Joint replacements increase by 20,000 in a year, says NJR report

A record number of people are undergoing joint replacement procedures, and more than ever before are experiencing impressive long-term benefits.


The NJR found an increase in the number of joint replacements with ‘extremely impressive’ long-term outcomes

This is according to a report by the National Joint Registry (NJR) on the latest data on hip, knee, shoulder, elbow and ankle joint replacements.

The report shows there were almost 243,000 joint replacements in 2016/17 across England, Wales, Northern Ireland and the Isle of Man, an increase of 20,000 on the previous year.

In addition, the report highlights an increase in the number of joint replacements with ‘extremely impressive’ long-term outcomes.

For example, the risk that people undergoing primary total hip replacements will need revision surgery within 13 years is now less than five per cent.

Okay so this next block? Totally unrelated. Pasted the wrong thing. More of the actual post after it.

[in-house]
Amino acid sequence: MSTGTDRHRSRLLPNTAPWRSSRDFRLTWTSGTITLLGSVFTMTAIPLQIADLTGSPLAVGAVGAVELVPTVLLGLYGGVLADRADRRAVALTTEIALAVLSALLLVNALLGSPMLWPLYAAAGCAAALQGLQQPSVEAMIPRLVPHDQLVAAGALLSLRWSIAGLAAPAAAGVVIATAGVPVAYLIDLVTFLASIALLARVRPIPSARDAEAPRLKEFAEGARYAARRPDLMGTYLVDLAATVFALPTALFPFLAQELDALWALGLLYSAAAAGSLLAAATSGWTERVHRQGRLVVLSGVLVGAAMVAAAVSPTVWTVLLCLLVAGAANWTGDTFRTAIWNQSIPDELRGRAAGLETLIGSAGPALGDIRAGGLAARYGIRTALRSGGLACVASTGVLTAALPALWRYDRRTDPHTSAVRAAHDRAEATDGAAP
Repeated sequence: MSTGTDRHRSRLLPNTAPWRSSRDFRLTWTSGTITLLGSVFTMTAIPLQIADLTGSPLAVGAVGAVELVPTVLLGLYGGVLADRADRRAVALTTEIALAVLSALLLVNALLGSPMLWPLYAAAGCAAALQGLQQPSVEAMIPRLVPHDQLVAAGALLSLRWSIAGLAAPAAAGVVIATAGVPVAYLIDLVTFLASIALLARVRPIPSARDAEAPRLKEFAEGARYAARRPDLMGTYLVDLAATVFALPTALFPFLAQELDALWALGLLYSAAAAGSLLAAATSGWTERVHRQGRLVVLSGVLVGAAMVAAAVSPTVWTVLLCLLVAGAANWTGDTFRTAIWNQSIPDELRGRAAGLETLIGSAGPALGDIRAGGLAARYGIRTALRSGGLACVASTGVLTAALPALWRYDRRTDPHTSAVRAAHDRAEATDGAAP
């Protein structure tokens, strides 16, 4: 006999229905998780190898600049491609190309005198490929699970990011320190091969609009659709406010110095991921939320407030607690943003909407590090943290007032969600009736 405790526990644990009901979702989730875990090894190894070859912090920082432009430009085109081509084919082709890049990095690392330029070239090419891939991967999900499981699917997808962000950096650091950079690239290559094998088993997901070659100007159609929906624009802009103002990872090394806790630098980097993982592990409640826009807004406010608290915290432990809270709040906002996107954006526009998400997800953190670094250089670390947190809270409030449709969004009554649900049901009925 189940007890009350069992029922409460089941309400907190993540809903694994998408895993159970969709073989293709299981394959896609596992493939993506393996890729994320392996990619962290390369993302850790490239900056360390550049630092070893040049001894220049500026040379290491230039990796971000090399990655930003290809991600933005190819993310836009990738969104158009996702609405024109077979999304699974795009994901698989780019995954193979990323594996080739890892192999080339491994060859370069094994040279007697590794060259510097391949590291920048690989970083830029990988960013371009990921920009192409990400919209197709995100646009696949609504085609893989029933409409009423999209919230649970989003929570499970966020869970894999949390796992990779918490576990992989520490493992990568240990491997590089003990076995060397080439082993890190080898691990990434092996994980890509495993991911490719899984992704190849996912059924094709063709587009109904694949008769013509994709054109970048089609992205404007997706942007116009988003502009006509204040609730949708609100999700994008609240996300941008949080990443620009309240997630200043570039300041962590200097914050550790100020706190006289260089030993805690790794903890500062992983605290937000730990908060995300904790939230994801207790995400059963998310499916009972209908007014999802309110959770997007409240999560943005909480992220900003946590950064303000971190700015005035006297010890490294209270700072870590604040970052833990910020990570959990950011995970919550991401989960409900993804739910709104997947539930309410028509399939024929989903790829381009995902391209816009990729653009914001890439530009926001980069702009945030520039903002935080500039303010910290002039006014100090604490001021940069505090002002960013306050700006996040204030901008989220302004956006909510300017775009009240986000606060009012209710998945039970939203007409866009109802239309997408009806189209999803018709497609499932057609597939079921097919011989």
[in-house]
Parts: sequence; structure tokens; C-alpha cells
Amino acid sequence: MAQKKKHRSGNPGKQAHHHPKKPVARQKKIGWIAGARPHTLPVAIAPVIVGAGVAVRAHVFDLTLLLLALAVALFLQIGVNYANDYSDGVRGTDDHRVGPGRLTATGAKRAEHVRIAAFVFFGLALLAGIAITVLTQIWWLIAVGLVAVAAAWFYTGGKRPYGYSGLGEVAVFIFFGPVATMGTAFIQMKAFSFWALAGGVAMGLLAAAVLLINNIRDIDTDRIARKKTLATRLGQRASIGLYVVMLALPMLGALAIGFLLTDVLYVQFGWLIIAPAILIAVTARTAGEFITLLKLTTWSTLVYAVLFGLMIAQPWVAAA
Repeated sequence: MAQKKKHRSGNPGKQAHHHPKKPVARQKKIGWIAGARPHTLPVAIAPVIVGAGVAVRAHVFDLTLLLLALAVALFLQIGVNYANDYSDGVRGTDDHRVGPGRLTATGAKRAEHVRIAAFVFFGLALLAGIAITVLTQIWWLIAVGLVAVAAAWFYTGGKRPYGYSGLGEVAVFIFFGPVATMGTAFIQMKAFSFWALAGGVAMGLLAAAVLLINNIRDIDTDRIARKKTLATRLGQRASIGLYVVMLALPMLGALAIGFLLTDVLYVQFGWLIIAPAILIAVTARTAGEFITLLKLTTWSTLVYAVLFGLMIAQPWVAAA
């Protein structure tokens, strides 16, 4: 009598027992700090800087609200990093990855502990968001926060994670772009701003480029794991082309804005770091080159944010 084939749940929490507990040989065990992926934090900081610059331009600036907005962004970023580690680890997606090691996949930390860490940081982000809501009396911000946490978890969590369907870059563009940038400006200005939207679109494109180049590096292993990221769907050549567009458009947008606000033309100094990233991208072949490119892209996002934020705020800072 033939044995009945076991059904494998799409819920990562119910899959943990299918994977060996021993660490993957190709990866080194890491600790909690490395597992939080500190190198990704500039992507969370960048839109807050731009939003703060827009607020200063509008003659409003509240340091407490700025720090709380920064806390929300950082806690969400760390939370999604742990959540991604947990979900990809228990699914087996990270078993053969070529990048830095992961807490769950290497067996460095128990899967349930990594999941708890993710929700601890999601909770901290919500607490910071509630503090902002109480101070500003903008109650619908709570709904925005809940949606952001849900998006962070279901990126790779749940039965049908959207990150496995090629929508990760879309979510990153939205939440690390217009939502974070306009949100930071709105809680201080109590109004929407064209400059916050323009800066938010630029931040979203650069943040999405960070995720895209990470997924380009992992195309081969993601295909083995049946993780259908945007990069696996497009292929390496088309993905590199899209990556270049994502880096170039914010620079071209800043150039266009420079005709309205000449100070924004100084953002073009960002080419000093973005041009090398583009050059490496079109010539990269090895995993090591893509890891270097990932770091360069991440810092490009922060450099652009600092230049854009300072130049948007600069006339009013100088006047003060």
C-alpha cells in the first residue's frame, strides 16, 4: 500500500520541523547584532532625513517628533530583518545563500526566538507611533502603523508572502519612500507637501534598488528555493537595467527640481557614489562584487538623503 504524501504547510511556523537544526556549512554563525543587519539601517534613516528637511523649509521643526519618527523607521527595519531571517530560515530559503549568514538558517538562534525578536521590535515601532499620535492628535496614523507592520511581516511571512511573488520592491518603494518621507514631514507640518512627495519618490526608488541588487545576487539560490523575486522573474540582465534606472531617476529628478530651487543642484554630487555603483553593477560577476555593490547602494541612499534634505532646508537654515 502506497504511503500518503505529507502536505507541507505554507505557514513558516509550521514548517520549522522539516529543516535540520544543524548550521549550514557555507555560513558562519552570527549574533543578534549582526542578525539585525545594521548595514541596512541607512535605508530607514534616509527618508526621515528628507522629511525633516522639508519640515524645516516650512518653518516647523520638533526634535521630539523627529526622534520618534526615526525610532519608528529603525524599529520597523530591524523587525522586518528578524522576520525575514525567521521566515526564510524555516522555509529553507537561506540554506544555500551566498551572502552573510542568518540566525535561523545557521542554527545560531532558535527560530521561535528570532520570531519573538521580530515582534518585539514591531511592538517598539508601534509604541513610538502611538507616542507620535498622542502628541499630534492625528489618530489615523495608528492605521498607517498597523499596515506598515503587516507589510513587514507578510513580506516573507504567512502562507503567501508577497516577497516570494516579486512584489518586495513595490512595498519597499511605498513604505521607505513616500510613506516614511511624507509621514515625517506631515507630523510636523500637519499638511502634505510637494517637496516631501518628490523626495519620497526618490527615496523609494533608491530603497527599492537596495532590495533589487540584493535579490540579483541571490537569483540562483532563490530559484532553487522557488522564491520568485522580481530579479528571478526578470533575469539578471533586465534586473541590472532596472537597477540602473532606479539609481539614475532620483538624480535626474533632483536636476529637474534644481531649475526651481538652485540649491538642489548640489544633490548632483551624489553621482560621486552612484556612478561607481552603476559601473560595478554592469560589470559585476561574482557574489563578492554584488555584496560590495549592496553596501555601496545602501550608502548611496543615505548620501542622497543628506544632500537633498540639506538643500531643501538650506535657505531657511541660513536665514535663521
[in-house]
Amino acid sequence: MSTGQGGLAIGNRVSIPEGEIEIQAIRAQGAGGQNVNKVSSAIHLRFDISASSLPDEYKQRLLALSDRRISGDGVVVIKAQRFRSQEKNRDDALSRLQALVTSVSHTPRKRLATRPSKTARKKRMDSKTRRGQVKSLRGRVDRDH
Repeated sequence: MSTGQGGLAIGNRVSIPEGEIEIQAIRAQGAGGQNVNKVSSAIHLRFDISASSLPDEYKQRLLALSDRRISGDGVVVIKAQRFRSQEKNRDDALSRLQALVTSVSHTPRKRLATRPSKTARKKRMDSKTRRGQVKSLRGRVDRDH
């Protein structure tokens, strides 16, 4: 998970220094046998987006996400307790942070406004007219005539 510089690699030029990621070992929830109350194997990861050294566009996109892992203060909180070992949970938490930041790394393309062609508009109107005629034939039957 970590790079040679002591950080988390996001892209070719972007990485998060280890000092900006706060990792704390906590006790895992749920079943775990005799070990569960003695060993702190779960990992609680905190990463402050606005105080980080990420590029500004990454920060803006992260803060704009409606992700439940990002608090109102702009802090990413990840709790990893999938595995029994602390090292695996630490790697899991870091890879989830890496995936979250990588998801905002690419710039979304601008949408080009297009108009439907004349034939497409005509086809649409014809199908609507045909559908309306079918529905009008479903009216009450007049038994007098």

Physio input to orthopaedic teams

CSP fellow Karen Barker, professor of physiotherapy at Oxford University’s Nuffield department of orthopaedics, rheumatology and musculoskeletal sciences, said: ‘The high reports of good clinical outcomes in patients of all ages is testament to the well-established multidisciplinary working within orthopaedic arthroplasty practice, with physiotherapists playing a central role in those teams.’

Delaying revision surgery for younger patients

The NJR report shows an increasing numbers of joint replacements in younger patients. Professor Barker said this was important for physiotherapists to note because there was a high probability that young people receiving joint replacements would need revision surgery.

‘The success of replacement surgery inevitably raises expectations for patients and demand for the procedures,’ she said.

‘But physiotherapists should be mindful of the impact effective musculoskeletal physiotherapy programmes can have in enabling patients to delay surgery while maintaining good quality of life through individualised strengthening and proprioceptive exercises.’

Author: Robert Millett

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